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An update from our fiftieth Writing Workshop

A summary of the workshop held on Saturday October 16th, plus some of the output published below

William revisited the idea of being trapped, which was the theme of one of the first Stone Soup writing workshops he ever taught—from April 2020, at the very beginning of lockdown. The class went over a variety of ways a person or character might be trapped, which could be physically, like surrounded by one’s enemies, or it could be mentally or emotionally, like trying to please everyone around you. After reading some passages from books that demonstrate a “trap” of some sort, including Dickens’ “Great Expectations” and Kafka’s “The Metamorphosis,” the young writers of the workshop got to work drafting their own stories about a trap.

The challenge: Write about a trap of some kind, whether figurative or literal.

The participants: Maddie, Peri, Tilly, Elbert, Liam, Jonathan, Sierra, Samantha, Kate, Lena, Aditi, Faiz, Kina, Grace, Iago

A Trap Suddenly Evident

Peri Gordon
Peri Gordon, 11
(Sherman Oaks, CA)

Peri Gordon, 12

In sixth grade, Clarise inhaled A’s as if they were air, A’s topped with pluses like ice cream cones topped with cherries. A’s in black pen and red marker, in the smiles of her teachers, in the jealous scowls of her classmates. Every subject came naturally to her. Writing was just saying what she meant to say, and she sure had a lot to say. Math was fun, and history was interesting. She considered science her worst subject because it was the only class in which she had ever received a B on any assignment. It was a beginning-of-year form her parents had forgotten to fill out on time. It barely affected her overall grade.

Clarise’s desk partner, Seth, was constantly complaining about the homework load. So was Clarise, who thought that there was too little homework. She planned to go to Harvard University someday, then to get a Ph.D. and become an English professor there.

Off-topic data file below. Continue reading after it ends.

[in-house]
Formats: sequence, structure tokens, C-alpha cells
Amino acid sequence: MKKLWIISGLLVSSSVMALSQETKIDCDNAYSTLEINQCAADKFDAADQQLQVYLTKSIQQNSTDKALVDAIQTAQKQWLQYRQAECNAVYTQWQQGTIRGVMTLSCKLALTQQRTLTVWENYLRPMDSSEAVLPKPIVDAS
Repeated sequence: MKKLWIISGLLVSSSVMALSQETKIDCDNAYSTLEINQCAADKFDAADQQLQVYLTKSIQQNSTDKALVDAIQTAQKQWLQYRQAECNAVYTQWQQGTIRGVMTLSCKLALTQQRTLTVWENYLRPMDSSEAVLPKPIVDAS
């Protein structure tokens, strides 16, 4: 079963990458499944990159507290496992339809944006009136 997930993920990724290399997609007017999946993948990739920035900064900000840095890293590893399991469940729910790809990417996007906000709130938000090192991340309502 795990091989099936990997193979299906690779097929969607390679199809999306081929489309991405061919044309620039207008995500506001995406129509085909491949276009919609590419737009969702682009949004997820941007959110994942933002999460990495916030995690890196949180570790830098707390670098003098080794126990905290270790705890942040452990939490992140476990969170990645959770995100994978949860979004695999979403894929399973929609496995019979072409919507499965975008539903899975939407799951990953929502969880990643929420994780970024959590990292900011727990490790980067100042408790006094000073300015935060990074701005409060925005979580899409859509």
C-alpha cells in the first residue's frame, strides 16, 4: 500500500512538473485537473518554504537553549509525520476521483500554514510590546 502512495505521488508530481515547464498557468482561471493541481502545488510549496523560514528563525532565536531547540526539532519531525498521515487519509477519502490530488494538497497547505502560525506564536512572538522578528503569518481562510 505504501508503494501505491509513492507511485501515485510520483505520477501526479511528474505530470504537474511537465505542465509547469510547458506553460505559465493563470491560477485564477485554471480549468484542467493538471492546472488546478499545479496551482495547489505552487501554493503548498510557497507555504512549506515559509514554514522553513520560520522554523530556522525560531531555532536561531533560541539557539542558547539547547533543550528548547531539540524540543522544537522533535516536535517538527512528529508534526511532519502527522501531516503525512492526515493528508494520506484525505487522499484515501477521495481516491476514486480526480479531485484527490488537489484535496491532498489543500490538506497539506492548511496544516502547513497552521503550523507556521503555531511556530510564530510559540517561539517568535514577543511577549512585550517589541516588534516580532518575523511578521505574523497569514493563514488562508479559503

The sixth grade year flew by. Seth thought it had been too long. Clarise thought it had been too short. Soon, it was the first day of summer break. Ten weeks later, it was the last day.

Clarise strolled out of her front door, holding hands with her older brother, Daniel. It was a hot morning, but now a delicate breeze was coming in her direction. The siblings stepped across the narrow pathway that cut through their lawn. One side had been mowed recently. It glimmered in the morning sun. The other side had not been mowed in many weeks. It seemed to plead with Clarise: Please, trim me!

Clarise turned away with satisfaction, knowing that mowing the lawn was a chore that belonged to her brother, not her. She would remind him later. But now she wanted to talk about school.

“Excited for ninth grade?” she asked.

“Nope, not at all,” Daniel replied, sarcastically cheerful. “You excited for seventh grade?”

“You bet! It’s probably going to be too easy, though...”

Daniel made a face. “Maybe for you. For me, it was a nightmare.”

“That’s what you said before sixth grade.”

“Oh, really? I’m not surprised.”

Clarise chuckled at her brother’s negative attitude and pulled him along, her legs full of energy and anticipation of the next day.

The first day of seventh grade came as a shock. Clarise’s locker was the same one that she had had before, but it wasn’t working. Her friend, Eliza, came up to her.

“Hey, Clarise! Locker troubles?”


“Impossible! Last year, you never once had trouble opening that thing! You were, like, Mistress of the Lockers!”

Clarise grunted. “Yeah. I know.”

Eliza sighed, then skipped away. “You’ll figure it out!” she called. “You always do!”

Clarise wasn’t so sure.

In class, she was presented with a math problem she couldn’t figure out. Her classmates all rolled their eyes, sure that she wouldn’t be confused for long. But when Clarise got nothing done on the diagnostic test because of her obsession with that one problem, she had to have a talk with the teacher.

“Clarise,” the teacher began, “last year, you finished your diagnostic test in minutes. I was expecting something similar this year.”

“Yeah,” Clarise grunted. “So was I.”

“Clarise, I was counting on you to help the other students to brush up on their math this first week. Can you still do that?”

Of course, Clarise knew she should say yes. She knew she would say yes. She had always been someone who helped her classmates, always been the teacher’s pet.

Clarise suddenly didn’t want to say yes. This year’s math was going to give her a headache, she knew.

But her perfect sixth grade self had trapped her seventh grade self. She had to be a model student. She always would.

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